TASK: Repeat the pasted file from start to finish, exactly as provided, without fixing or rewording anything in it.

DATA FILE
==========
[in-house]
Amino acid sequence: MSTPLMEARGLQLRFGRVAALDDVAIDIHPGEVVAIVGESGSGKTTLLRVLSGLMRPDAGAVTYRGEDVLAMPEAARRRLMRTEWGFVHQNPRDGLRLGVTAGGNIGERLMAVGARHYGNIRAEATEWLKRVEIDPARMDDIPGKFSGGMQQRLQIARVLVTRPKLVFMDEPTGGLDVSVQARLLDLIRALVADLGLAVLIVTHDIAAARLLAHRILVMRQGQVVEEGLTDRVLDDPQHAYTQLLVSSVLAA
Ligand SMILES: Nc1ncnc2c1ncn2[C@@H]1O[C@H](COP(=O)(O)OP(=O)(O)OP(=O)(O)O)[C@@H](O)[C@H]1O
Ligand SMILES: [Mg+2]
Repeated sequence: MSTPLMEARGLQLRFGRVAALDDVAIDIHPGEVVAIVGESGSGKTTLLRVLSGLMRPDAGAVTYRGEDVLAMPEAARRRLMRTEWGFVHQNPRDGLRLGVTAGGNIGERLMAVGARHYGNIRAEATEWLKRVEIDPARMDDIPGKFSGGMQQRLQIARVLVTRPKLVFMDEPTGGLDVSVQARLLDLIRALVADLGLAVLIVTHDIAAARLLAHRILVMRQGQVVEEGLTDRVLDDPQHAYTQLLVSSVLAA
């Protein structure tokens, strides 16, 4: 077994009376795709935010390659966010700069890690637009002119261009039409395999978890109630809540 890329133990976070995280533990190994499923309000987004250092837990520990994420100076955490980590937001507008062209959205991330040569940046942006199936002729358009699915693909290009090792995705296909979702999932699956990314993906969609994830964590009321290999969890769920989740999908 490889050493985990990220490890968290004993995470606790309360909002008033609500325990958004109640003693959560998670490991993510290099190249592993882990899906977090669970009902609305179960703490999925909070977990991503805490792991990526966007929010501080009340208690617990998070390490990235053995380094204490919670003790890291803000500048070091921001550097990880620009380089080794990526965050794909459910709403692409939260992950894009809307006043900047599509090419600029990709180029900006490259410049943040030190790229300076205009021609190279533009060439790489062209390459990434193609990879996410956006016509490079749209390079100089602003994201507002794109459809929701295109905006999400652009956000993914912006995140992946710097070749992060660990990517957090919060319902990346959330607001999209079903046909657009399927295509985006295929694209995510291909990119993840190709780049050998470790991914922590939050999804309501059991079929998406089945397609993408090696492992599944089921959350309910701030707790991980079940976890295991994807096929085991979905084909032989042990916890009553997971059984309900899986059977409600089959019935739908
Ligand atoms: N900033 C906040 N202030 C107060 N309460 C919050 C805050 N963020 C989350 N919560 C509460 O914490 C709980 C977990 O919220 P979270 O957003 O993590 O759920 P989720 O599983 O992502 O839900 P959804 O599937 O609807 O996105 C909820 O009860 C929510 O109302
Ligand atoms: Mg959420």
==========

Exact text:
[in-house]
Amino acid sequence: MSTPLMEARGLQLRFGRVAALDDVAIDIHPGEVVAIVGESGSGKTTLLRVLSGLMRPDAGAVTYRGEDVLAMPEAARRRLMRTEWGFVHQNPRDGLRLGVTAGGNIGERLMAVGARHYGNIRAEATEWLKRVEIDPARMDDIPGKFSGGMQQRLQIARVLVTRPKLVFMDEPTGGLDVSVQARLLDLIRALVADLGLAVLIVTHDIAAARLLAHRILVMRQGQVVEEGLTDRVLDDPQHAYTQLLVSSVLAA
Ligand SMILES: Nc1ncnc2c1ncn2[C@@H]1O[C@H](COP(=O)(O)OP(=O)(O)OP(=O)(O)O)[C@@H](O)[C@H]1O
Ligand SMILES: [Mg+2]
Repeated sequence: MSTPLMEARGLQLRFGRVAALDDVAIDIHPGEVVAIVGESGSGKTTLLRVLSGLMRPDAGAVTYRGEDVLAMPEAARRRLMRTEWGFVHQNPRDGLRLGVTAGGNIGERLMAVGARHYGNIRAEATEWLKRVEIDPARMDDIPGKFSGGMQQRLQIARVLVTRPKLVFMDEPTGGLDVSVQARLLDLIRALVADLGLAVLIVTHDIAAARLLAHRILVMRQGQVVEEGLTDRVLDDPQHAYTQLLVSSVLAA
């Protein structure tokens, strides 16, 4: 077994009376795709935010390659966010700069890690637009002119261009039409395999978890109630809540 890329133990976070995280533990190994499923309000987004250092837990520990994420100076955490980590937001507008062209959205991330040569940046942006199936002729358009699915693909290009090792995705296909979702999932699956990314993906969609994830964590009321290999969890769920989740999908 490889050493985990990220490890968290004993995470606790309360909002008033609500325990958004109640003693959560998670490991993510290099190249592993882990899906977090669970009902609305179960703490999925909070977990991503805490792991990526966007929010501080009340208690617990998070390490990235053995380094204490919670003790890291803000500048070091921001550097990880620009380089080794990526965050794909459910709403692409939260992950894009809307006043900047599509090419600029990709180029900006490259410049943040030190790229300076205009021609190279533009060439790489062209390459990434193609990879996410956006016509490079749209390079100089602003994201507002794109459809929701295109905006999400652009956000993914912006995140992946710097070749992060660990990517957090919060319902990346959330607001999209079903046909657009399927295509985006295929694209995510291909990119993840190709780049050998470790991914922590939050999804309501059991079929998406089945397609993408090696492992599944089921959350309910701030707790991980079940976890295991994807096929085991979905084909032989042990916890009553997971059984309900899986059977409600089959019935739908
Ligand atoms: N900033 C906040 N202030 C107060 N309460 C919050 C805050 N963020 C989350 N919560 C509460 O914490 C709980 C977990 O919220 P979270 O957003 O993590 O759920 P989720 O599983 O992502 O839900 P959804 O599937 O609807 O996105 C909820 O009860 C929510 O109302
Ligand atoms: Mg959420």